[CoLoCo] Fwd: [lug] Remote Healthcare Training for the Developing World pilot - advice needed!

Kevin Fries kfries at cctus.com
Wed Sep 24 15:11:29 BST 2008

> >     Moodle is the first thing that comes to mind:  http://moodle.org/

I have some experience with Moodle.  It is not a great package from a source code standpoint, lots of bad coding.  But, from a functionality point of view, it is an excellent choice.

> > Content: The content will be structured as a hierarchical set of learning
> > objects each of which teaches a task & its supporting facts, rules &
> > vocabulary. The learning objects will include text, graphics, short videos,
> > interactive exercises and full audio recorded by local speakers (to compensate
> > for low literacy). Flash executables might be used to present the content with
> > sychronized audio (I use Adobe Captivate now to develop
> > SCORM-compliant interactive content objects in Flash for web delivery, but they
> > can also be stored on users' PCs as executables, so at least this part I know I
> > can do...).

Perfect.  Moodle can handle SCORM training modules... no problem

> > User Interface - I need a good opensource learning mgmt system (you suggested
> > Moodle- others have as well- I need to figure out if it's practical to run
> > freestanding rather than web-based). We used many wildly expensive COTS LMS's
> > at Sun, and I admin a hosted EZLCMS site (much less expensive but also COTS)
> > now for the nonprofit I work for.
> >
> > Features: A key feature of the pilot system is prescriptive interactivity.
> > The goal is to give learners a tool to make sure they've learned the content,
> > moving at their own pace, so they pass the certification exam. So the idea is
> > to develop a (large) pool of questions, tagged to learning objects, which the
> > system assembles into periodic exercises, drills and quizzes. At any point, the
> > content or activity that is served next to the learner is determined by an
> > algorithm based on the learner's performance up to that point. At Sun, once
> > again we solved this with expensive COTS. So I need an open-source assessment
> > tool and database that can store, assemble based on an algorithm, deliver and
> > score interactive quizzes, storing the results in a database. Depending on
> > what's out there, I may need to hire someone to write some add-on code to
> > make this happen, since unfortunately I am no coder....
> >
> > Translation: Ultimately we'll need a good open source content management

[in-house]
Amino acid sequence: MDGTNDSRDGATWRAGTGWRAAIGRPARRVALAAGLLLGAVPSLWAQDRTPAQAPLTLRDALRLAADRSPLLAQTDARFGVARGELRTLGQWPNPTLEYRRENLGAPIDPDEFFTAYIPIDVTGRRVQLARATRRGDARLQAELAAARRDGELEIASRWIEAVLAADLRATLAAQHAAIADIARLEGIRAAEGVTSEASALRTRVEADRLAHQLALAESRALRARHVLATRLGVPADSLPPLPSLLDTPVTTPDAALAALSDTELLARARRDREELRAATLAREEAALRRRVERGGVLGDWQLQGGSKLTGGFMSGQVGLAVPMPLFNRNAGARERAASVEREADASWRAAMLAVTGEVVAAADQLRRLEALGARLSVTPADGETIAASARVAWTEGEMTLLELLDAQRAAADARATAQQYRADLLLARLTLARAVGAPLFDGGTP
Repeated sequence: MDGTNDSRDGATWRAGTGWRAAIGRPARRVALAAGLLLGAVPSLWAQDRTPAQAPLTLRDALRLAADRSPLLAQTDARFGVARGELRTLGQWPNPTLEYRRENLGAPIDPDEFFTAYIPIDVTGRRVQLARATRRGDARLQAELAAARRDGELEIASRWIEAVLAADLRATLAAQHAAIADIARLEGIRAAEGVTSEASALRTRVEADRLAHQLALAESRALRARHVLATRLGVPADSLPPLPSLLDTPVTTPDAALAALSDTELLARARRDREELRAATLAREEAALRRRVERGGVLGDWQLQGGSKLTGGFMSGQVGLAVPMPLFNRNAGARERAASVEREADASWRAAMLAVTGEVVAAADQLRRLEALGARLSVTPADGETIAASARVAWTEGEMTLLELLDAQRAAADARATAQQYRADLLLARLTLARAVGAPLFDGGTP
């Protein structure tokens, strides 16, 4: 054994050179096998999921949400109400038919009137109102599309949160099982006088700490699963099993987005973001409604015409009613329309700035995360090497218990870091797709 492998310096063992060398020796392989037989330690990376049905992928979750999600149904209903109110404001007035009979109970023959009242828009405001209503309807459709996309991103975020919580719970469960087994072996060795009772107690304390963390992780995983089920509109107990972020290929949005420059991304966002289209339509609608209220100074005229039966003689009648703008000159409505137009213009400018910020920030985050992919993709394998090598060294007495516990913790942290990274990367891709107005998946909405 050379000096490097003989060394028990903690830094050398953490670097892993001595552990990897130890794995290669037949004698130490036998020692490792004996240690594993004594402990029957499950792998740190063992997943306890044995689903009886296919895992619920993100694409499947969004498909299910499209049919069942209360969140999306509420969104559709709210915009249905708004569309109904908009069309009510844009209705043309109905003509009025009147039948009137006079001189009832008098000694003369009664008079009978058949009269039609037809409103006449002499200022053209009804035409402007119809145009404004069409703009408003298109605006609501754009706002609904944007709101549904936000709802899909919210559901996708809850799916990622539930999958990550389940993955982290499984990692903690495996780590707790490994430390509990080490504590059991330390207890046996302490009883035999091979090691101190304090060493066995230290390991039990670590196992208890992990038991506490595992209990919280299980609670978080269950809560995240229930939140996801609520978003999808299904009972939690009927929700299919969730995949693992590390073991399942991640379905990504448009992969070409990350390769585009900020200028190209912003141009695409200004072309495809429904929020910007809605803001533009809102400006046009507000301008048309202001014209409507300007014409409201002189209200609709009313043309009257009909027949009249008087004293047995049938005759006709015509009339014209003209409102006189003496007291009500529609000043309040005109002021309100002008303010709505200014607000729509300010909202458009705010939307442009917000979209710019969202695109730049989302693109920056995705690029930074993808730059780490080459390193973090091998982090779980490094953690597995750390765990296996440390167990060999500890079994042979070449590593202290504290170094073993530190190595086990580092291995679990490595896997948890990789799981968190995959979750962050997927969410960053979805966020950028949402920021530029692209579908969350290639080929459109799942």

> > system for efficient language versioning of the base content. For the pilot,
> > fortunately English will work. Assuming the pilot results are promising, we'll
> > get funding to hire native speakers to translate the content to Hindi & go on
> > from there.

If you would like.  I have experience putting together small self contained devices that provide a portable web kiosk type environment.  We have one project I have been doing for my day job that was designed to run over slower cellular protocols.  While I can not give too many details, I can say it ran on Etch (easily rebuilt in Intrepid) to boot directly to a web based console.  The window manager was basically designed to run one application as the desktop, and only one, Opera.  We played with running this directly to the frame buffer, but found it more stable, rohbust, and easier to maintain, if we used a minimal window manager because of the ease of bringing in SCIM.  Our device was dual language: English and Japanese.

Our hardware, complete with motherboard, hard drive, ram, case, screen, keyboard, and mouse (we designed around an external keyboard and mouse, but always intended to upgrade to touch screens) ended up costing us about $450 for the one up designs.  We were expecting the device to run in the low $200 to manufacture.  This was two years ago.  With the advent of the Atom processors, we could easily find a vendor to put something together in the $150 - $200 range.  Is that too expensive for her?

I would be willing to help design and tailor such a device if that would be of assistance to you.

> > So do you think Ubuntu would be a good fit? I have an extra PC to use as a
> > sandbox on the condition that I restore it when I return it. I'm thinking of
> > using Ghost to back up the PC on an external hard drive (removing all software
> > and data except Windows itself), and then partitioning the PC hard drive
> > into Windows and Ubuntu partitions (Windows so I can run Ghost to restore the
> > PC when needed), then installing the recommended stack for Moodle and Moodle
> > itself (assuming all this even *fits* on a PC...), then try installing an open
> > source assessment tool (trying each application out after installing it, esp
> > Moodle and the assessment tool, to see how much of what I need done they can do
> > out of the box).

Not required.  Just use VBox and a 1GB disk image.  That should be all you need.

> > Does this sound reasonable to you?


> > Thanks *very much* for your advice!

> Who knows some good tools to correspond to what Gail is looking for?

Like I said, we put together system very similar to what Gail is looking for, configured for a different audience, but the technology is the same.  Let me know if this sounds of any interest to you.

Kevin Fries

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